Stancold’s more than 70 years of experience in installing composite panel systems mean that we have seen the industry evolve and take shape into what it is today. This has included technical advancements in new panel manufacturing processes, creating products to provide the most suitable solutions to our clients.
Over the last 40 years, there has been a shift in the type of panel systems used within internal food and drink projects, for the likes of cold storage and hygienic fit-outs, where polystyrene has been completely overhauled by PIR insulating cores, as well as Mineral Fibre, or Rockwool, in more stringent cases.
What are Polystyrene Panels?
A popular system used in the food industry during the 1990s, polystyrene panels have a closed-cell structure, made up of 98% air. There are two main types, their differences lying within the manufacturing processes; expanded polystyrene (EPS), made by heating beads within a mould allowing them to expand, and extruded polystyrene (XPS), where products are melted together and shaped through a die. Both types make for a lightweight and inexpensive panel, but can not necessarily be guaranteed for moisture resistance or combustibility.
What are PIR Panels?
A shorthand term for ‘polyisocyanurate’, PIR is a synthetic insulator made from polyol and isocyanate, where when combined, create a heavily linked ring-like structure. It is an enhanced type of PUR (polyurethane), where the increased volume of isocyanate enables it to be less combustible, therefore being able to withstand a greater exposure to heat.
When the insulation itself is sandwiched between two metal sheets, forming a complete PIR panel system, it benefits from structural rigidity, good insulating properties and is moisture-resistant, meaning it is ideal for the construction of temperature-controlled facilities such as cold stores and freezers.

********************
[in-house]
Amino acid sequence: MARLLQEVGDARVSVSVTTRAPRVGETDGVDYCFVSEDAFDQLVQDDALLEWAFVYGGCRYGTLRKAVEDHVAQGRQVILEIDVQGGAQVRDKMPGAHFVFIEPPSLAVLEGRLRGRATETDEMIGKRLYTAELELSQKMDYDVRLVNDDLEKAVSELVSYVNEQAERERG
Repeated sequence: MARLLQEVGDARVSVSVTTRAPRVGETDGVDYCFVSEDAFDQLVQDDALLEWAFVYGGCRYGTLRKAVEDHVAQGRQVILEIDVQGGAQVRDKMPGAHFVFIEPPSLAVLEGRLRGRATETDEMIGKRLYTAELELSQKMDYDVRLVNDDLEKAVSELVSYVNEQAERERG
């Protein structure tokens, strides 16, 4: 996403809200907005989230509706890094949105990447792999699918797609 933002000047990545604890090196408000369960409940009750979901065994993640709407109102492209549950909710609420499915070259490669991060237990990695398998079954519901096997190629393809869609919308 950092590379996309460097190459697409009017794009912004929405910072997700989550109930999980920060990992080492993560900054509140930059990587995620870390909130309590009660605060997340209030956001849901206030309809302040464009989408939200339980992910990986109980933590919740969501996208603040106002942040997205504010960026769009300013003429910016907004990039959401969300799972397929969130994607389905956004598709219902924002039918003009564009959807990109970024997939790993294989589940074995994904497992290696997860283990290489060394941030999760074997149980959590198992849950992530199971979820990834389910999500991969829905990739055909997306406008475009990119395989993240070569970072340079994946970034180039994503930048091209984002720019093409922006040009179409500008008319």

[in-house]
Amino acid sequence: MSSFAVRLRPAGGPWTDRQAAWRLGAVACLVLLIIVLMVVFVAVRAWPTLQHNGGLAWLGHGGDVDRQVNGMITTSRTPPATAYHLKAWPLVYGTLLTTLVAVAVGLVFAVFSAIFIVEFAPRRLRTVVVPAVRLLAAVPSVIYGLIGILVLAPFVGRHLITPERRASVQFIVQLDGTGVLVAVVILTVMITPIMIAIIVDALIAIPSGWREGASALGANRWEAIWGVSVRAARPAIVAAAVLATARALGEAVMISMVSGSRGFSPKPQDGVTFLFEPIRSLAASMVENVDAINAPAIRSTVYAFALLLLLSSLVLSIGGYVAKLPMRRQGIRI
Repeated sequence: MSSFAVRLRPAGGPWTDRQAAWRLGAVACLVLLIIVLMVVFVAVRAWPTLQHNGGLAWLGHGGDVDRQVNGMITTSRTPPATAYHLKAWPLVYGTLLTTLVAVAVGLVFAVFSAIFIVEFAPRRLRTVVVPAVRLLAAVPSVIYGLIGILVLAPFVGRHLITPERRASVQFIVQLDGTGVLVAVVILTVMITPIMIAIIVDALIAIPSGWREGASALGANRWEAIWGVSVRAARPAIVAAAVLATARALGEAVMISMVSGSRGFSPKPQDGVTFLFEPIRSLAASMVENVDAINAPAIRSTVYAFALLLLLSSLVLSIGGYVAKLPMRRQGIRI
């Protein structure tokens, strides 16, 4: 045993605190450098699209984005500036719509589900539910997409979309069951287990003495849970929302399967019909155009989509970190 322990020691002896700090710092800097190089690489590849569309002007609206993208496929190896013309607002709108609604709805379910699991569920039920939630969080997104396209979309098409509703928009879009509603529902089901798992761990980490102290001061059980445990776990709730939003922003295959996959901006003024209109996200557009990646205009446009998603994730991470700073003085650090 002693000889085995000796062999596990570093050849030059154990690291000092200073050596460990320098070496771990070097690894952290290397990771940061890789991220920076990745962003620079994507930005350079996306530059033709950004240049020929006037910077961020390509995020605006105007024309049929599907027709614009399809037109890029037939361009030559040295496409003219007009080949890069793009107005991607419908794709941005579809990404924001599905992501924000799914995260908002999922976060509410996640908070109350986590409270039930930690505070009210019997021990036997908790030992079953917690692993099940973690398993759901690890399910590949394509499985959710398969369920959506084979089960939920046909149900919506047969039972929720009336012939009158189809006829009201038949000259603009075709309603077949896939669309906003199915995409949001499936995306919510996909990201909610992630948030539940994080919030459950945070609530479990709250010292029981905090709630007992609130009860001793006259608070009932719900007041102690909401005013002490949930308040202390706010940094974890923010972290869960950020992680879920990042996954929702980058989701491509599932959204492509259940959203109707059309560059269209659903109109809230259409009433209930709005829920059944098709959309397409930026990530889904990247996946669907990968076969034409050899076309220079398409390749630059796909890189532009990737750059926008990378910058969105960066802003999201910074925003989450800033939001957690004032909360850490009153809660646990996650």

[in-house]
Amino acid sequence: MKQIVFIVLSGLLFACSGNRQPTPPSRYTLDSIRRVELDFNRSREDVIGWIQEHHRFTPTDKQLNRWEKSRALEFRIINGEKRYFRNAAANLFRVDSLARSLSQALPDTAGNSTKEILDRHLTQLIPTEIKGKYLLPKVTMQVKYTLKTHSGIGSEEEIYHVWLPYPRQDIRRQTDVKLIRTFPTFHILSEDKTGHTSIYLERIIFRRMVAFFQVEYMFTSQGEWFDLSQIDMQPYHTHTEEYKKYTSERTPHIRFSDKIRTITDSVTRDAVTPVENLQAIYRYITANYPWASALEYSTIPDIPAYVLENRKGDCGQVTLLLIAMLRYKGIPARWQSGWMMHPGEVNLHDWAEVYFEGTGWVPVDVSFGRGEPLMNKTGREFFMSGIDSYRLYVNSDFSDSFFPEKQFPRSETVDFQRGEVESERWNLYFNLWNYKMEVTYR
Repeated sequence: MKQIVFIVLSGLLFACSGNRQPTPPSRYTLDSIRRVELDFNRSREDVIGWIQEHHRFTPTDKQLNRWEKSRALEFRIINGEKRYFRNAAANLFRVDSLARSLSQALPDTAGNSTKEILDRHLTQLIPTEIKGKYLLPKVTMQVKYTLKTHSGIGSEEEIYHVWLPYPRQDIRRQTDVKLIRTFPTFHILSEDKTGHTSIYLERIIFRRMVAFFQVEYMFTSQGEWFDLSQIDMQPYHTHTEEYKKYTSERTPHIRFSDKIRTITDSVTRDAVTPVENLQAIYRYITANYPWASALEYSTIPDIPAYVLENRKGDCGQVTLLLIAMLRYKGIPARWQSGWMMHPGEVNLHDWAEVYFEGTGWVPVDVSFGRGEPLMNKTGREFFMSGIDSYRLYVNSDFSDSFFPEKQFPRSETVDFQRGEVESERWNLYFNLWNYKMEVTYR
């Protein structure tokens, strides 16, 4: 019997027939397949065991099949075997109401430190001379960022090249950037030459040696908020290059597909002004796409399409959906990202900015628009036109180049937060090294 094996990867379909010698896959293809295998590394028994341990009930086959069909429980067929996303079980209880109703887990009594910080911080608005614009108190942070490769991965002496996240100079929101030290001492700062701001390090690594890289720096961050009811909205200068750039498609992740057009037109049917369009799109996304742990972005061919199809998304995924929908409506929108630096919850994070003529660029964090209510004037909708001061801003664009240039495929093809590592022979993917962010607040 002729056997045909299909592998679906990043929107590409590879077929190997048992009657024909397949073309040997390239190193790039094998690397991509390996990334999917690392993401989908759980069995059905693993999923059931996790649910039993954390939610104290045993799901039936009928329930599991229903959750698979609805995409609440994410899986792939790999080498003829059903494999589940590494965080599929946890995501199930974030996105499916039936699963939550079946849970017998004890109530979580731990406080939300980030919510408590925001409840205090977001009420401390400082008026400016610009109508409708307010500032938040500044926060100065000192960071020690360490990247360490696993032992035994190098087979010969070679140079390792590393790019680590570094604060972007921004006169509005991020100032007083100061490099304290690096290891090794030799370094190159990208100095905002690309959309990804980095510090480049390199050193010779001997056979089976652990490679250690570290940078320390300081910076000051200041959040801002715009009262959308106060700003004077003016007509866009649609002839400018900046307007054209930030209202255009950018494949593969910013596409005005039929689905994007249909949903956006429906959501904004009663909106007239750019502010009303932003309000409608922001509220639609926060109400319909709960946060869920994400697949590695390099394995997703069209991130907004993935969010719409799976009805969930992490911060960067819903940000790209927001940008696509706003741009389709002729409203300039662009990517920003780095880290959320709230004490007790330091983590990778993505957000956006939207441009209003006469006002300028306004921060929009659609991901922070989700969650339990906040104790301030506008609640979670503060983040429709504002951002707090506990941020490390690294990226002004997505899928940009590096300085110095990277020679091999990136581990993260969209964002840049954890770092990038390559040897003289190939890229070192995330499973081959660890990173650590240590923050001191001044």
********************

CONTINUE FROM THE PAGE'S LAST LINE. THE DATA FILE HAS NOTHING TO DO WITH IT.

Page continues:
Why the Shift from Polystyrene to PIR?
While polystyrene was once a suitable building material for internal food projects, it was its flammable properties that began causing concern, especially after a number of devastating fires in the large UK food manufacturing plants. Fitted with polystyrene systems that shot up in flames, it soon became an unacceptable construction material, where insurers were unable to offer policies to existing businesses using these panels, or certainly without a premium.
Since then, the alternative has been to use a PIR panel system, complete with a food-safe finish to suit the hygienic requirements of the food & drink industry. While it is still classed as ‘combustible’, it is fire-retardant to a certain extent and can certainly withstand any spread of flame better than polystyrene, or even PUR, making it an insurer-friendly product. It’s important to note that if non-combustibility is a key consideration, a Mineral Fibre core is most suitable.
Making the Right Decision
As we’ve discovered in this post, PIR panel systems are now highly recommended for the food & drink industry, due to their greater performance and safety characteristics, compared to traditional polystyrene. High-quality manufacturers include Kingspan, Hemsec and Isoclad, where design & build specialists, such as Stancold, work closely to provide bespoke solutions for the food & drink industry.
Therefore, if an insurance renewal is imminent or perhaps it’s time for your facilities to be upgraded, Stancold can reliably take care of this project. Our established and close relationship of over 20 years with panel manufacturers allows us to offer only the highest quality of maintenance-free and cost-effective systems, with finishes to suit the needs of your individual business.
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